Shared and Study-specific Dietary Patterns and Head and Neck Cancer Risk in an International Consortium

R. De Vito, Yuan Chin Amy Lee, M. Parpinel, D. Serraino, Andrew Fergus Olshan, Jose Pedro Zevallos, F. Levi, Zhuo Feng Zhang, H. Morgenstern, W. Garavello, K. Kelsey, M. McClean, S. Schantz, Guo Pei Yu, P. Boffetta, Shu Chun Chuang, M. Hashibe, C. La Vecchia, G. Parmigiani, V. Edefonti

Research output: Contribution to journalReview articlepeer-review

22 Scopus citations


Background: A few papers have considered reproducibility of a posteriori dietary patterns across populations, as well as pattern associations with head and neck cancer risk when multiple populations are available. Methods: We used individual-level pooled data from seven case-control studies (3844 cases; 6824 controls) participating in the International Head and Neck Cancer Epidemiology consortium. We simultaneously derived shared and study-specific a posteriori patterns with a novel approach called multi-study factor analysis applied to 23 nutrients. We derived odds ratios (ORs) and 95% confidence intervals (CIs) for cancers of the oral cavity and pharynx combined, and larynx, from logistic regression models. Results: We identified three shared patterns that were reproducible across studies (75% variance explained): the Antioxidant vitamins and fiber (OR = 0.57, 95% CI = 0.41, 0.78, highest versus lowest score quintile) and the Fats (OR = 0.80, 95% CI = 0.67, 0.95) patterns were inversely associated with oral and pharyngeal cancer risk. The Animal products and cereals (OR = 1.5, 95% CI = 1.1, 2.1) and the Fats (OR = 1.8, 95% CI = 1.4, 2.3) patterns were positively associated with laryngeal cancer risk, whereas a linear inverse trend in laryngeal cancer risk was evident for the Antioxidant vitamins and fiber pattern. We also identified four additional study-specific patterns, one for each of the four US studies examined. We named them all as Dairy products and breakfast cereals, and two were associated with oral and pharyngeal cancer risk. Conclusion: Multi-study factor analysis provides insight into pattern reproducibility and supports previous evidence on cross-country reproducibility of dietary patterns and on their association with head and neck cancer risk. See video abstract at,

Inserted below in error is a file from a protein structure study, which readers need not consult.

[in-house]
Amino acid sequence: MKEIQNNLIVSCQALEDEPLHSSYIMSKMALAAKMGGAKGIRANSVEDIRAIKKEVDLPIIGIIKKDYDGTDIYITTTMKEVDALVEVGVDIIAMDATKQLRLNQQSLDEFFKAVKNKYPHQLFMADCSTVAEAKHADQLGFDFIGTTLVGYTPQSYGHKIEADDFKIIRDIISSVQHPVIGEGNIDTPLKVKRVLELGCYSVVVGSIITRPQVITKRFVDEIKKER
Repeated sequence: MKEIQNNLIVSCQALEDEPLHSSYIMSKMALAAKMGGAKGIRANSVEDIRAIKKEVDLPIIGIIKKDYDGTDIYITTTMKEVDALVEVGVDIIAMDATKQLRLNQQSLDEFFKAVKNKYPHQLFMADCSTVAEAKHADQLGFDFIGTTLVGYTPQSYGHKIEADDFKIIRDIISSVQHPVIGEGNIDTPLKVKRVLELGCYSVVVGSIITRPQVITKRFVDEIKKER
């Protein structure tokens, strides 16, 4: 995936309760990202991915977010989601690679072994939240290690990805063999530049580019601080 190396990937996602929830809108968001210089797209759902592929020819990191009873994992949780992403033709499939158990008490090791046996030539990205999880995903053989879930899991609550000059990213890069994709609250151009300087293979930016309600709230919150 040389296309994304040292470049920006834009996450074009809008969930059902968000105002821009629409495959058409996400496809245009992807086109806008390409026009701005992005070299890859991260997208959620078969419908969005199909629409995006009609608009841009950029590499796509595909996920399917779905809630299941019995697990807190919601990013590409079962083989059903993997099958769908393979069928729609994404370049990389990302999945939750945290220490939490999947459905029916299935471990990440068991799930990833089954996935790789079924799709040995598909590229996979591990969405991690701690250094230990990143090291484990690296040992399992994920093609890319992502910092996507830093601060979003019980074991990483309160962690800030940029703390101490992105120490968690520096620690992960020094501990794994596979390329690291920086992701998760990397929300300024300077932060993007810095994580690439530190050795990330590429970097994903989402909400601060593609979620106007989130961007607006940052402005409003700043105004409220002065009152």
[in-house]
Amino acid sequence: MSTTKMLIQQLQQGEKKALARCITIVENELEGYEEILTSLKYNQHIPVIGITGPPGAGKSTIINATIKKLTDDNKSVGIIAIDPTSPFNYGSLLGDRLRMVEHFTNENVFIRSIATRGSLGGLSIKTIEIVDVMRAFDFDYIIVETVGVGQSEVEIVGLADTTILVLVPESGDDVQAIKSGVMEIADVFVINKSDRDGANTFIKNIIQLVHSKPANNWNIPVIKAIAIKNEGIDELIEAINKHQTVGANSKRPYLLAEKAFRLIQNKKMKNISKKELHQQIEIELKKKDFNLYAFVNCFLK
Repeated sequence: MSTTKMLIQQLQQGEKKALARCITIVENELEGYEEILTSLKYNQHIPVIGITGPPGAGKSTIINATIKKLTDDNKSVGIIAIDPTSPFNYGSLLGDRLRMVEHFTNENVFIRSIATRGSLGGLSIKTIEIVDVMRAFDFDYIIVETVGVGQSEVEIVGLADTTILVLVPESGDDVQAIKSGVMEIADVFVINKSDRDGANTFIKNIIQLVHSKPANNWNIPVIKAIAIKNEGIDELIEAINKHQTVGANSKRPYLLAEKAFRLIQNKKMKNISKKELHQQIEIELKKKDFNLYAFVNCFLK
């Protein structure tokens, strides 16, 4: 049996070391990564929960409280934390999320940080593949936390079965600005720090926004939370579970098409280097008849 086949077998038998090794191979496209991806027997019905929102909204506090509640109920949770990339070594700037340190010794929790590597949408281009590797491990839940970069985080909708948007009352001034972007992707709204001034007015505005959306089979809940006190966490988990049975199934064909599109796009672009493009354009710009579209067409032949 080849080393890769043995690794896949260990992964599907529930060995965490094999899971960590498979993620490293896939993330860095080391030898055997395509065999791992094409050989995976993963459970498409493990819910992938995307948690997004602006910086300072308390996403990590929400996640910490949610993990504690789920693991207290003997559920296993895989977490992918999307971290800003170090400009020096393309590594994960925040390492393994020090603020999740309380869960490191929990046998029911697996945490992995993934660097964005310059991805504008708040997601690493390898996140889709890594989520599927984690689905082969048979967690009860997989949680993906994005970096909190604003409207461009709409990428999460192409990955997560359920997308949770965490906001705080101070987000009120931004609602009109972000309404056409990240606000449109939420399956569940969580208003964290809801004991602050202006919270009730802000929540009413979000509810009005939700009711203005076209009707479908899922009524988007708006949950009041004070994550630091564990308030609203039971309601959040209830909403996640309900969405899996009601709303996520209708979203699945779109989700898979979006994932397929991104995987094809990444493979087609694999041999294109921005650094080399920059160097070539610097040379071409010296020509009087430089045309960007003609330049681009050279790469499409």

Original languageEnglish
Pages (from-to)93-102
Number of pages10
Issue number1
StatePublished - Jan 1 2019


  • Diet
  • Diet
  • Diet
  • Head and neck neoplasms
  • Laryngeal neoplasms
  • Mediterranean
  • Mouth neoplasms
  • Pharyngeal neoplasms
  • Reproducibility of results
  • Western
  • high-fat


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